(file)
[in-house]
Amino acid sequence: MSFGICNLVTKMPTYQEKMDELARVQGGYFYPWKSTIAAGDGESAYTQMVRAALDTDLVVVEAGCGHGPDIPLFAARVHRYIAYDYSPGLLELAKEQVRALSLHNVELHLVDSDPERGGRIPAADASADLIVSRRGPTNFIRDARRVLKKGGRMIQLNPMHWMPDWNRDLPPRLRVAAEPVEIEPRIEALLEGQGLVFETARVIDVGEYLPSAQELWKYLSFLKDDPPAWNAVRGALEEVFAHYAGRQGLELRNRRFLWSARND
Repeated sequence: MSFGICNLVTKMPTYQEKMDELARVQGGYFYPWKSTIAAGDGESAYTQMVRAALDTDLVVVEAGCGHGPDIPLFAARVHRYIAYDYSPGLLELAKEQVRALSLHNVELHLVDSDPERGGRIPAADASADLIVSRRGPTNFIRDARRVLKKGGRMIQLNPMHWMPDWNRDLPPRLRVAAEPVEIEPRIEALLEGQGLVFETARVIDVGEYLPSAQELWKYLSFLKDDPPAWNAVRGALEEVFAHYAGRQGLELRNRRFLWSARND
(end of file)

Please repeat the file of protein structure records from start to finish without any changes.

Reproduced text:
[in-house]
Amino acid sequence: MSFGICNLVTKMPTYQEKMDELARVQGGYFYPWKSTIAAGDGESAYTQMVRAALDTDLVVVEAGCGHGPDIPLFAARVHRYIAYDYSPGLLELAKEQVRALSLHNVELHLVDSDPERGGRIPAADASADLIVSRRGPTNFIRDARRVLKKGGRMIQLNPMHWMPDWNRDLPPRLRVAAEPVEIEPRIEALLEGQGLVFETARVIDVGEYLPSAQELWKYLSFLKDDPPAWNAVRGALEEVFAHYAGRQGLELRNRRFLWSARND
Repeated sequence: MSFGICNLVTKMPTYQEKMDELARVQGGYFYPWKSTIAAGDGESAYTQMVRAALDTDLVVVEAGCGHGPDIPLFAARVHRYIAYDYSPGLLELAKEQVRALSLHNVELHLVDSDPERGGRIPAADASADLIVSRRGPTNFIRDARRVLKKGGRMIQLNPMHWMPDWNRDLPPRLRVAAEPVEIEPRIEALLEGQGLVFETARVIDVGEYLPSAQELWKYLSFLKDDPPAWNAVRGALEEVFAHYAGRQGLELRNRRFLWSARND